There is more fun in the upgrades, unlockables and progression than in the actual gameplay and I think that is a conscious decision made by the devs, knowing that they may not have felt able to create the large scale experience people expect with the series. The fleshed out options give you more to do and that is the stuff that will keep you coming back. Medals, contract challenges, valor cards, and upgrades/unlocks to all manners of gear and weaponry give you a reason to keep launching into the missions long after the short campaign is done. Everything you do in the game registers with a satisfying little ching that puts cash in your pocket, from headshots to triple kills (but dying shakes your pockets out so stay frosty!). The toys you buy with your cash are a further reward and each step up is a treat in powerful explosive capabilities that adds versatility to your loadouts. Want a powerful VC32 sniper? Work hard for it, and drop the cash once you’ve earned enough. Then go back to those earlier missions and use it to earn some stealth achievements. Valor cards deepen the experience further and going into them in detail would take a whole other article. Trust me, they’re fun. It’s a nice positive feedback loop they’ve woven into the experience and it is to be commended. With not all Vita players able to play online multiplayer consistently, Guerilla Cambridge gave the players plenty to do on their no-internet bus rides and lunch breaks.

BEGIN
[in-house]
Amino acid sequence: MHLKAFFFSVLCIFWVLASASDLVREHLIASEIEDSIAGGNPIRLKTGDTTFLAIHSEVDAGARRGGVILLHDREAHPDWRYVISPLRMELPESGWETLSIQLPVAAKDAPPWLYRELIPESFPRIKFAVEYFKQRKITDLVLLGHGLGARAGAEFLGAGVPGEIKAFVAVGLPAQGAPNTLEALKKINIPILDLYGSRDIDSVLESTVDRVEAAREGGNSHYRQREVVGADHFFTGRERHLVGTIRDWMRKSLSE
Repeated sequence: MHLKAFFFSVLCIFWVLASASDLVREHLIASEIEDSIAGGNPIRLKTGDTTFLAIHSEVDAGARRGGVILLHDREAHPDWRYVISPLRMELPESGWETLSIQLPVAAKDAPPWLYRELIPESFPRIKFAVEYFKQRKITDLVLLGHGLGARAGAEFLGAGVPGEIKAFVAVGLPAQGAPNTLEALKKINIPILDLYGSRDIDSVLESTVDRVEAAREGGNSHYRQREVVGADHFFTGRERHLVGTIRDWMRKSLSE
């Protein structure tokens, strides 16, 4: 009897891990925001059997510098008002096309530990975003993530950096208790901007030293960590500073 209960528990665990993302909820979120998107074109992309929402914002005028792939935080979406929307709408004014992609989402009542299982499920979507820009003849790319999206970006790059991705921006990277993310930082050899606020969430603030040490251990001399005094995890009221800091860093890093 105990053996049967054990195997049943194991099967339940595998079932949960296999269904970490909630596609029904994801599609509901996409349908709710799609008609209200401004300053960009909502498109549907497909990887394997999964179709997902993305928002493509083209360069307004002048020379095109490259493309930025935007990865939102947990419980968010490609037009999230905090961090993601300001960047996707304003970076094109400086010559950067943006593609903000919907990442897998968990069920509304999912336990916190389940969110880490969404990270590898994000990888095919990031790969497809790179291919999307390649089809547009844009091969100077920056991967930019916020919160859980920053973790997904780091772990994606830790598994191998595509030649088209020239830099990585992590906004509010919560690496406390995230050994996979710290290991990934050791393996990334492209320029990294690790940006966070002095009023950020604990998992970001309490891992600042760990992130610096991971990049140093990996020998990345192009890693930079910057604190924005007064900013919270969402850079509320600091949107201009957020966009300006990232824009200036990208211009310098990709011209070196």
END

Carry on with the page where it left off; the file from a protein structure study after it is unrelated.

Multiplayer sticks to the hallmarks of the series with its game modes that include modes we all know and Warzone, a rotating objective based experience that really encourages team based play. I love Warzone and played it to death on the PS3 and I often touted it as the an alternative to self serving KDR play. To succeed, you must pay attention to the objectives, the terrain and your teammates. A hard won Warzone match is a very satisfying experience. You can link up with friends and party up and can join public or create private games. With it all being wireless, it performs remarkably smooth but be prepared for hiccups.
Hmm, what to say about this game. Had I not ever played a game in the series, I would be tripping over myself to recommend it to people. It’s a very good game. However, having played prior entries in the series it’s difficult to not compare this to them, as unfair as that may be. However, this is not a conversation that would transpire if the game was on PSP and I would be lauding it for making do on such an inferior platform. The prowess of the Vita brings the game close enough to the stratosphere of the PS3 versions that one dares to even start making comparisons, although I do suspect this game is at the limit of what the Vita can do. This may be a problematic issue for the bigger cinematic Vita games in the future as the console pumps out games that are just short of the experience of PS3 and PS4 games, and may make a case for the continued push towards quirky indie titles on the handheld or innovative portable re-imaginings similar to the Metal Gear Solid series on the PSP. In it’s current state, Killzone: Mercenary is an awkward tweener but it took certain steps in the right direction and definitely merits a look if you are a fan of the series or are just looking for a solid FPS on the handheld. If you are ready to take on the contract of this bitter war alongside me, head on over to our Shop and enlist! And check out our Game Review section for more gamer reviews, made by us, for us, what what! Oorah!